GCSEs: Welsh minister orders English language grade review

The Welsh government is launching a review into performance in English language in this year’s GCSEs.

Education Minister Leighton Andrews wants to know why results fell.

GCSE top grades across the board in Wales, England and Northern Ireland have dropped this year for the first time since replacing O-levels and CSEs.

Mr Andrews has accused UK Education Secretary Michael Gove of pressurising exam boards to mark more harshly, which Mr Gove strenuously denies.

David Reynolds, a professor of education at Southampton University and a senior adviser to the Welsh government, said it was “slightly weird” that passes at GCSE and A-level had both declined overall and at their A and A* grades at the same time.

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We will be evaluating all the available evidence about what has happened, and why”

Welsh government

He said: “It’s difficult to avoid the assumption that there’s an orchestrated campaign going on somewhere, and the issue is where is that being orchestrated from.

“Is it public opinion, is it the right-wing press or a Tory minister of education? We don’t know, but there’s clearly something going on.

“The rumours are that the results for those who sat English language early, in January, were very good.

“What happened is that things were toughened up later. We genuinely don’t know.”

‘Serious questions’

Anna Brychan, director of the National Association of Headteachers in Wales, said it was not fair that pupils who had worked as hard as those in previous years may be disadvantaged by the inevitable politics within education.

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Results in English have reduced to an extent that nobody could explain, unless there were technical and different reasons behind it”

Anna Brychan National Association of Headteachers in Wales

The drop in exam passes was a “strangely happy political coincidence” with Mr Gove’s aims of reducing grade inflation, she said.

She added: “Results in English have reduced to an extent that nobody could explain, unless there were technical and different reasons behind it.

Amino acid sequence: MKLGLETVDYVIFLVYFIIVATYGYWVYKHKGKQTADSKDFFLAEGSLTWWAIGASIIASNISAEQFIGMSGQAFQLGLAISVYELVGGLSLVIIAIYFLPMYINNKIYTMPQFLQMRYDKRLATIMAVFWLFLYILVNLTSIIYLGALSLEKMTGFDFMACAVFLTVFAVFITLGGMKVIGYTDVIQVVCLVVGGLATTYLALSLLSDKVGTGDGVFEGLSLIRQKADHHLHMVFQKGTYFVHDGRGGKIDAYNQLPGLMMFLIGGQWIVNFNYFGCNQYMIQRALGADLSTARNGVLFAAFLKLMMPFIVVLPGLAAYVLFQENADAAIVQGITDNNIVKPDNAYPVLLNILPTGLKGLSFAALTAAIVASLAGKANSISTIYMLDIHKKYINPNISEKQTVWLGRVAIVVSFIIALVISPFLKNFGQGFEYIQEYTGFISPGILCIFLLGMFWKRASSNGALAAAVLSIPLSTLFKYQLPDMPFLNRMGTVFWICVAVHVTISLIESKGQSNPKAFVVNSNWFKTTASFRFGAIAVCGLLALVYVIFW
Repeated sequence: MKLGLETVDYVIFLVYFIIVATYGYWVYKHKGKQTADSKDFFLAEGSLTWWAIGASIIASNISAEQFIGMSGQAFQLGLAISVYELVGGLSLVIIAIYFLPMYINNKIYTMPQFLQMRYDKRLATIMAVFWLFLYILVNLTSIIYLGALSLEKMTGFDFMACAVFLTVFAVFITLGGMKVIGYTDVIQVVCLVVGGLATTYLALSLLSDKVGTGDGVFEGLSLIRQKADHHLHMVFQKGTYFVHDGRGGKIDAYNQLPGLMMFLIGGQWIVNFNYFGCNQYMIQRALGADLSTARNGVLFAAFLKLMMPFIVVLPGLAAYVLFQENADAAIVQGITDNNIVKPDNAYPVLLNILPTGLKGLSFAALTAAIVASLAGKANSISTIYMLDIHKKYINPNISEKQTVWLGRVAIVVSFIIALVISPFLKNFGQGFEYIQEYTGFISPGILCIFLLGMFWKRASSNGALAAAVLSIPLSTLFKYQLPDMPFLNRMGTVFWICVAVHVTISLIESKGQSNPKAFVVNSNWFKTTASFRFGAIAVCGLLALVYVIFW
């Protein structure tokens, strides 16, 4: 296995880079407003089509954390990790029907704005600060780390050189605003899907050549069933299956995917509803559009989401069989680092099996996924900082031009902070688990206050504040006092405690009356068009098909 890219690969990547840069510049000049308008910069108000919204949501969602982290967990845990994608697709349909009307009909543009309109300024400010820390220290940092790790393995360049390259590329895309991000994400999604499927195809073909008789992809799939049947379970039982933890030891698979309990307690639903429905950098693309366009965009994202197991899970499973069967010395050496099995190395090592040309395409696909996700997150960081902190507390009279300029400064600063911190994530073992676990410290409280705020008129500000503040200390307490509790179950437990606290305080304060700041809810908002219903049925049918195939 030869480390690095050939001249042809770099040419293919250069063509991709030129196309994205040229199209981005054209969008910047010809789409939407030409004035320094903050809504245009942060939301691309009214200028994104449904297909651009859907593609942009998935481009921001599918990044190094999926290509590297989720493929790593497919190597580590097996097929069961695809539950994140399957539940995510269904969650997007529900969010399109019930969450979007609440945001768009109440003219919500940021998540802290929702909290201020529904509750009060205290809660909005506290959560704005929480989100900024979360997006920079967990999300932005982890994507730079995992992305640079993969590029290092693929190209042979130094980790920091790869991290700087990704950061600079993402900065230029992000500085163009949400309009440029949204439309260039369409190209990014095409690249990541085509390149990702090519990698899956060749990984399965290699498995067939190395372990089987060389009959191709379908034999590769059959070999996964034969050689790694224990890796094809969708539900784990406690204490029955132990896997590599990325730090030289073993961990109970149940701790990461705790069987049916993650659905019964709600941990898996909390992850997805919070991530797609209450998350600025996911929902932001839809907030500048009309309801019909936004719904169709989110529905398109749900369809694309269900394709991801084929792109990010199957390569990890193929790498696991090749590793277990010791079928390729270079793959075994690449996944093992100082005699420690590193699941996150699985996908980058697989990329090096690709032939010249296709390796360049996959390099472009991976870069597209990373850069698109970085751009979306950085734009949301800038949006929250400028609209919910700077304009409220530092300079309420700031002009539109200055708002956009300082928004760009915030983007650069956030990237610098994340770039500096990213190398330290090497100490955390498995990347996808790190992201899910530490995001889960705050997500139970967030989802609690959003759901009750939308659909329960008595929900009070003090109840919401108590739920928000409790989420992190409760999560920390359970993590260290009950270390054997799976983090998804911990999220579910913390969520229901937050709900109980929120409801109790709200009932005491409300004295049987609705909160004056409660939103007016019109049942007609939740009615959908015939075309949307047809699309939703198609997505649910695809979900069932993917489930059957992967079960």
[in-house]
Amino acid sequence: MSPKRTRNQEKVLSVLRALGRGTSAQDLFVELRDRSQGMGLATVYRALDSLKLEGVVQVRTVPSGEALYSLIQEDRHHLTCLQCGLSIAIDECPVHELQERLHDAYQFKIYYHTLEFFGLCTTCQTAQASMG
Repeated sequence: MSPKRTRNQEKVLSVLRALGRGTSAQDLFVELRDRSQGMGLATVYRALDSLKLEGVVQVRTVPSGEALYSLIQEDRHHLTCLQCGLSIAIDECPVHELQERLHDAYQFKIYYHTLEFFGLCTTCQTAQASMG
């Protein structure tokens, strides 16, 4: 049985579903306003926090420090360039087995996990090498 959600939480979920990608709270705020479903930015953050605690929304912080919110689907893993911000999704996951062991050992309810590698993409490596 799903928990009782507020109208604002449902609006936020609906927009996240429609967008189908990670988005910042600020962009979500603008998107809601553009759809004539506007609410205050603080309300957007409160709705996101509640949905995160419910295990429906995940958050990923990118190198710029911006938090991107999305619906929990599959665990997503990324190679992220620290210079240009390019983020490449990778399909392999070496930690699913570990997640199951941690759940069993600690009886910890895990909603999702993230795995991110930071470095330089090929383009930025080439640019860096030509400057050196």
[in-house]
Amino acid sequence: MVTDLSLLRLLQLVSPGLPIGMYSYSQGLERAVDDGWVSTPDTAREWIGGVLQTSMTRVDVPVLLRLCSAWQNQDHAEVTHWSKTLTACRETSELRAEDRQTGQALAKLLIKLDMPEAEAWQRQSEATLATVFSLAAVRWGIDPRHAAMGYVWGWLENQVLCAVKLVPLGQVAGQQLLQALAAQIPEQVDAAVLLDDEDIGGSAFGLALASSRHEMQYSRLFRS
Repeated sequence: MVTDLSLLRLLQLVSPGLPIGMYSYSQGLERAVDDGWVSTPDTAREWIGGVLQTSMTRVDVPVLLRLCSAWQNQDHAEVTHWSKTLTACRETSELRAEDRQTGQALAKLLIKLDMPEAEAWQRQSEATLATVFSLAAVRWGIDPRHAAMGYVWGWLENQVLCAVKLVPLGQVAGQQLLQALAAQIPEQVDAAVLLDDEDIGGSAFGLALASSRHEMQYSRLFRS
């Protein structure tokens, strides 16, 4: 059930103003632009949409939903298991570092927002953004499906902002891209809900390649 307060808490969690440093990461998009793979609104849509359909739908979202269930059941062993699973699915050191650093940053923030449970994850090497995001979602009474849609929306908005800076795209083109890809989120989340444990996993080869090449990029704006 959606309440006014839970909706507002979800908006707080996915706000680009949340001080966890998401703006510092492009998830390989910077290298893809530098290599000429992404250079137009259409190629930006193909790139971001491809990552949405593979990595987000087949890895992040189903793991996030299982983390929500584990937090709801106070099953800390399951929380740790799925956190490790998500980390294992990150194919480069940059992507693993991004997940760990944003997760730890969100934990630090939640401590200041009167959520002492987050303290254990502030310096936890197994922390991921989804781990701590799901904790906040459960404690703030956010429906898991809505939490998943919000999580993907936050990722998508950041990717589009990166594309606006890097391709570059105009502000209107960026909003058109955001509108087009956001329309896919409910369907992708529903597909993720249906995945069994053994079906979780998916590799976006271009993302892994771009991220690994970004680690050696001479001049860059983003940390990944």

“Schools said that that cohort of pupils who had taken the exams were not significantly different from those in the past who had done rather better.”

A Welsh government spokesperson said the exam results released on Thursday “raised a number of serious questions about performance in English language GCSEs”.

“We will be evaluating all the available evidence about what has happened, and why.

“This review will obviously include a thorough investigation into the issues of moderation and grade boundary changes.”

A Department for Education spokesman said it was “down to the Welsh and Northern Irish administrations to decide how to run their education systems – and down to us to do what is best for English students”.

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The Clarke Weekender August 24, 2012 – Sports, Jazz, and Politics

The school year has started in Clarke County which means much of the county is ready for the welcome relief of the weekend.

Weather forecasters are calling for a chance of showers throughout the weekend, so keep those umbrellas handy. Fortunately, it looks like we are in good shape this evening for the season opener and first home game for the Clarke County High School varsity football.

Relax and leave the week’s worries behind for a couple of days and get out with neighbors and friends and enjoy some of the fun activities Clarke County has to offer.

Friday August 24

“Music in the Rose Hill Park presents Dixie Rhythms – Dixieland Jazz” Music starts at 6:30 and runs through 8:00 PM.

Clarke County Varsity Football opens up the season against Berkeley Springs at Wilbur Feltner Field. Kickoff at 7:30pm. Come out and support the Clarke County Eagles and don’t miss the Screaming Eagles Marching Band’s new half time show.

Saturday August 25 

Start your Saturday at the Clarke County Farmers Market. Find fresh produce and great locally made products while you catch up with friends. Located in the municipal parking lot on South Church Street in downtown Berryville. Open 8:00 AM through 12 noon.